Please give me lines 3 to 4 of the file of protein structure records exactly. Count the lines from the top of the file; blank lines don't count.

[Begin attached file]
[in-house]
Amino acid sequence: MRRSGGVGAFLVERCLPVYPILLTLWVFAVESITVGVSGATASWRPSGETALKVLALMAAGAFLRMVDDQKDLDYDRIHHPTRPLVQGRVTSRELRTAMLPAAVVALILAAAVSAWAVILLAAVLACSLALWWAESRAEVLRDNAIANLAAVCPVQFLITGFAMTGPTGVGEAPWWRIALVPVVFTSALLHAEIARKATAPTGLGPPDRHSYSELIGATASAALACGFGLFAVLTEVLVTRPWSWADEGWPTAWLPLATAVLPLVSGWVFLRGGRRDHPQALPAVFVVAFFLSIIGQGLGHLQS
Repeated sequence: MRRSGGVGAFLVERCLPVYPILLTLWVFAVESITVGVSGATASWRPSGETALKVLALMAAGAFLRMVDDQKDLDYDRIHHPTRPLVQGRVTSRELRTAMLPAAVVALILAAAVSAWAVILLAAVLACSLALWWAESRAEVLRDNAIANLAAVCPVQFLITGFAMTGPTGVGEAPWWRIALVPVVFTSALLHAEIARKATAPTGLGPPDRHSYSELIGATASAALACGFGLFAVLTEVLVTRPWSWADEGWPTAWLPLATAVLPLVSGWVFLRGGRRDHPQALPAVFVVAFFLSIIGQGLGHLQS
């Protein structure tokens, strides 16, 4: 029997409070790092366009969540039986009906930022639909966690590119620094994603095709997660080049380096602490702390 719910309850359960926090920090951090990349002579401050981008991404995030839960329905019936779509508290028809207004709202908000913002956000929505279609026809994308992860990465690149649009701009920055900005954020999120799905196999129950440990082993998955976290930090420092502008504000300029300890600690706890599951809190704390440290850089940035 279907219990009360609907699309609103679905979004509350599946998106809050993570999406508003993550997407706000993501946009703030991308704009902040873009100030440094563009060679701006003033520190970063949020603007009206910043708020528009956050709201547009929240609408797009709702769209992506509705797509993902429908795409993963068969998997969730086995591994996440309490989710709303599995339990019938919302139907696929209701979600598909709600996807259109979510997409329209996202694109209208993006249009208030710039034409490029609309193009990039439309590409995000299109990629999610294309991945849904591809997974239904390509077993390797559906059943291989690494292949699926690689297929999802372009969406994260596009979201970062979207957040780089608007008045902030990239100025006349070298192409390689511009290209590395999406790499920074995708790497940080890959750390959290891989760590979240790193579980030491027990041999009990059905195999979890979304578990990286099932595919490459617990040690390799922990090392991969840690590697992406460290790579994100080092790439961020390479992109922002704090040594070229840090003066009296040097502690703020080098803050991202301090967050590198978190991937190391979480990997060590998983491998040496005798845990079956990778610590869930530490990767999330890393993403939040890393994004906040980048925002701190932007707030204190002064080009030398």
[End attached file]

Repeated sequence: MRRSGGVGAFLVERCLPVYPILLTLWVFAVESITVGVSGATASWRPSGETALKVLALMAAGAFLRMVDDQKDLDYDRIHHPTRPLVQGRVTSRELRTAMLPAAVVALILAAAVSAWAVILLAAVLACSLALWWAESRAEVLRDNAIANLAAVCPVQFLITGFAMTGPTGVGEAPWWRIALVPVVFTSALLHAEIARKATAPTGLGPPDRHSYSELIGATASAALACGFGLFAVLTEVLVTRPWSWADEGWPTAWLPLATAVLPLVSGWVFLRGGRRDHPQALPAVFVVAFFLSIIGQGLGHLQS
């Protein structure tokens, strides 16, 4: 029997409070790092366009969540039986009906930022639909966690590119620094994603095709997660080049380096602490702390 719910309850359960926090920090951090990349002579401050981008991404995030839960329905019936779509508290028809207004709202908000913002956000929505279609026809994308992860990465690149649009701009920055900005954020999120799905196999129950440990082993998955976290930090420092502008504000300029300890600690706890599951809190704390440290850089940035 279907219990009360609907699309609103679905979004509350599946998106809050993570999406508003993550997407706000993501946009703030991308704009902040873009100030440094563009060679701006003033520190970063949020603007009206910043708020528009956050709201547009929240609408797009709702769209992506509705797509993902429908795409993963068969998997969730086995591994996440309490989710709303599995339990019938919302139907696929209701979600598909709600996807259109979510997409329209996202694109209208993006249009208030710039034409490029609309193009990039439309590409995000299109990629999610294309991945849904591809997974239904390509077993390797559906059943291989690494292949699926690689297929999802372009969406994260596009979201970062979207957040780089608007008045902030990239100025006349070298192409390689511009290209590395999406790499920074995708790497940080890959750390959290891989760590979240790193579980030491027990041999009990059905195999979890979304578990990286099932595919490459617990040690390799922990090392991969840690590697992406460290790579994100080092790439961020390479992109922002704090040594070229840090003066009296040097502690703020080098803050991202301090967050590198978190991937190391979480990997060590998983491998040496005798845990079956990778610590869930530490990767999330890393993403939040890393994004906040980048925002701190932007707030204190002064080009030398």